The May 2007 issue of the Harvard Business Review contains a case study entitled “The Dark Side Of Customer Analytics” by Tom Davenport and Jeanne Harris, authors of the book “Competing On Analytics”.
An intriguing title, for sure. But completely misguided. The crux of the story is that an insurance firm purchases loyalty card data from a grocery chain and finds interesting patterns in the data — patterns that raise questions about how to responsibly apply the insights it has gleaned.
My take: This is the “dark side of analytics”? That’s like saying cars are evil because they can go 90 MPH and kill people if they crash.
Unethical — or even questionable — use of data is not an indication of the dark side of customer analytics. Analytics is just a way to make sense of data. What the case study reveals is the dark side of a corporate culture that tolerates, allows, or encourages the irresponsible use of data, and the dark side of a corporate strategy that needs to irresponsibly use data in order to succeed.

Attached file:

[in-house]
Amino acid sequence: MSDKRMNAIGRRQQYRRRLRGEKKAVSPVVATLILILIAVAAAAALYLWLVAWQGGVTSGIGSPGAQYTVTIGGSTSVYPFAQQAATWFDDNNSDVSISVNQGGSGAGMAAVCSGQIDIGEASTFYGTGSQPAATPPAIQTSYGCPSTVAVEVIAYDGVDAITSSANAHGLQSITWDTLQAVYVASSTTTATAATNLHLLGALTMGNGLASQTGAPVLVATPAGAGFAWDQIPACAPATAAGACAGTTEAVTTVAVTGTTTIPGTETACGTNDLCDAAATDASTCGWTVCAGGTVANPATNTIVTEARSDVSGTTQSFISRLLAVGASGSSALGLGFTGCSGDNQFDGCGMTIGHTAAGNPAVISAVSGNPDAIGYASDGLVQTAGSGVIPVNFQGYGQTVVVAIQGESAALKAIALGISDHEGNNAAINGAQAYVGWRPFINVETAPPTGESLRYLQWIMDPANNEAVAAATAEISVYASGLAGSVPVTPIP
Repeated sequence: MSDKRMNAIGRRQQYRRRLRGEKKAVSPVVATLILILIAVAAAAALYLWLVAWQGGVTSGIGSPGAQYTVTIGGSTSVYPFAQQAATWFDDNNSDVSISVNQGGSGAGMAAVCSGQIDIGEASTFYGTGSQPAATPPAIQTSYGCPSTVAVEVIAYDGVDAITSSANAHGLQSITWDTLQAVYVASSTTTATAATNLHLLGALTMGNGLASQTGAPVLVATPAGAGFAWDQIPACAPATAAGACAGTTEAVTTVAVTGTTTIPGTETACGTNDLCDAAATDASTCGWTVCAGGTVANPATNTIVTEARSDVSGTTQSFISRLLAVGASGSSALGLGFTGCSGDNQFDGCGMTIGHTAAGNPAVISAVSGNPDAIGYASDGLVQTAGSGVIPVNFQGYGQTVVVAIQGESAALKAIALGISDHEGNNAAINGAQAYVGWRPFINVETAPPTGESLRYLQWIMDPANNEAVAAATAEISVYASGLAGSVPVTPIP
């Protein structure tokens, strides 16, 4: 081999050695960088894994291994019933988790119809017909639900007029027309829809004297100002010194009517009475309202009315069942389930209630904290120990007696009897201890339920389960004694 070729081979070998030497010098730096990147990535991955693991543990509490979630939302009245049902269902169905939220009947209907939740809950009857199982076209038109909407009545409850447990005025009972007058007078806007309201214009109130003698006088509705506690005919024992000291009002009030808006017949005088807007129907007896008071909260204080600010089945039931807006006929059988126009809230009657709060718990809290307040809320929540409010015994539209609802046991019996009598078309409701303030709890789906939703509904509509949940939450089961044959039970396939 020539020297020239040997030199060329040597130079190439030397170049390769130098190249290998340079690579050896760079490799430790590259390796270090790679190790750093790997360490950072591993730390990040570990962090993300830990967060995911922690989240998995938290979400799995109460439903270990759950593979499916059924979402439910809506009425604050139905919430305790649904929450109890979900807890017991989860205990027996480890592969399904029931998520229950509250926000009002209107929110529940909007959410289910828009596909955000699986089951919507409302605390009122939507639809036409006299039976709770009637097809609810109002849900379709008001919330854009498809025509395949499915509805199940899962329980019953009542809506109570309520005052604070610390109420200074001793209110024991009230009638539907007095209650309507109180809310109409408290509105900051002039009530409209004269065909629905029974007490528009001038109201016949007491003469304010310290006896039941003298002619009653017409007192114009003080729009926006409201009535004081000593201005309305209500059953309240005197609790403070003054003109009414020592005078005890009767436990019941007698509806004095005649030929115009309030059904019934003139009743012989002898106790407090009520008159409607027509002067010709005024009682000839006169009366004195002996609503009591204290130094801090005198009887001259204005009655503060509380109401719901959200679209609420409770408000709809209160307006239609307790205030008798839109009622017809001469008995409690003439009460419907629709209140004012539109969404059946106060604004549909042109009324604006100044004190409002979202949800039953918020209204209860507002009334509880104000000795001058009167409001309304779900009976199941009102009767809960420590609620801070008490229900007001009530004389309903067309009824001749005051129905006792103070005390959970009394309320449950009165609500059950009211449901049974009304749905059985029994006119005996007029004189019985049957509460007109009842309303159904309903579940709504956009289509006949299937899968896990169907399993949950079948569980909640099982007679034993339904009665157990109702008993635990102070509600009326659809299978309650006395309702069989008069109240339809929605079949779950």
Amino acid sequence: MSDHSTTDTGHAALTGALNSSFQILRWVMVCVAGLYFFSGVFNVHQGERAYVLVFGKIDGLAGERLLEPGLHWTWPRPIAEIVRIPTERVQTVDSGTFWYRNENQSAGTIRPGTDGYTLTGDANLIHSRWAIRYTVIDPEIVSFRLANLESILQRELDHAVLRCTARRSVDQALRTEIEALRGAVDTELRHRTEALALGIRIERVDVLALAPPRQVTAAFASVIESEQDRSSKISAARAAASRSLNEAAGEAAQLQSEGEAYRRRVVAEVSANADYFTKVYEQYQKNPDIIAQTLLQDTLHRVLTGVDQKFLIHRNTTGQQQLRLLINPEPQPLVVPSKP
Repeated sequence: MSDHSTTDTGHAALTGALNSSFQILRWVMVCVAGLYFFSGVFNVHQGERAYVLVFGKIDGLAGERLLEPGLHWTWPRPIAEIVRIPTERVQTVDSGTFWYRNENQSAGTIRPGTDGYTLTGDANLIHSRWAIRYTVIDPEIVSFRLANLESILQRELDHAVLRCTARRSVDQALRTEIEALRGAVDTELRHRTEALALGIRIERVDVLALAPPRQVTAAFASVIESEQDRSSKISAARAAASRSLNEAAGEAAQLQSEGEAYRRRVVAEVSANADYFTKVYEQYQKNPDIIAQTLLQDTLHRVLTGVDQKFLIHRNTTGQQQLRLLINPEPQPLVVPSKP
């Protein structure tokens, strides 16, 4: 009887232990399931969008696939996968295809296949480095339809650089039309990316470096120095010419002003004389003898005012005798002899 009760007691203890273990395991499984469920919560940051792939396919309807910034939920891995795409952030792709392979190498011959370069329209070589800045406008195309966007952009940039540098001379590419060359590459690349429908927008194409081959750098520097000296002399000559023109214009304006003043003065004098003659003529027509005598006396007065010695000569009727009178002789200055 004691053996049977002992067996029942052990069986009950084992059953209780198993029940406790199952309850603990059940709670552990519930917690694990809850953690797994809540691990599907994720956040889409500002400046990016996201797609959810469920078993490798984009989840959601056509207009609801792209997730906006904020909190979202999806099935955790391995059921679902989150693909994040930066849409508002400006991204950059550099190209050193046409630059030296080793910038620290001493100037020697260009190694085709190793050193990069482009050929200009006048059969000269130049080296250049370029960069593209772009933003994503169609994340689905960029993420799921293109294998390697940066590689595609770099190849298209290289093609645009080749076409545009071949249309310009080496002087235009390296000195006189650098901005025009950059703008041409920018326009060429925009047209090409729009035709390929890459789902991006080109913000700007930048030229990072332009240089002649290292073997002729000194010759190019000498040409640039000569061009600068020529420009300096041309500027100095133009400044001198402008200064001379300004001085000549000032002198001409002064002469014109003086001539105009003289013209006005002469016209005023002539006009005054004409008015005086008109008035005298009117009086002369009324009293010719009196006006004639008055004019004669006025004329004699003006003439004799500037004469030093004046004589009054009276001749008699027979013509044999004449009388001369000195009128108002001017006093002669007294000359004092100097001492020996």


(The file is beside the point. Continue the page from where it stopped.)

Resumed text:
Give credit to George Jones, CEO of Borders, who commented in HBR that marketers are often tempted to use data in ways that seem attractive, but that ultimately harm customer relationships. Mr. Jones said that, at Borders, “the culture is such that managers would have just assumed that we wouldn’t do something like that” (i.e., violate customer privacy).
It’s not for the customer analytics folks to establish that culture. And a culture that pushes the envelope on privacy is most certainly not an indication of the dark side of customer analytics.
Technorati Tags: Customer analytics, Privacy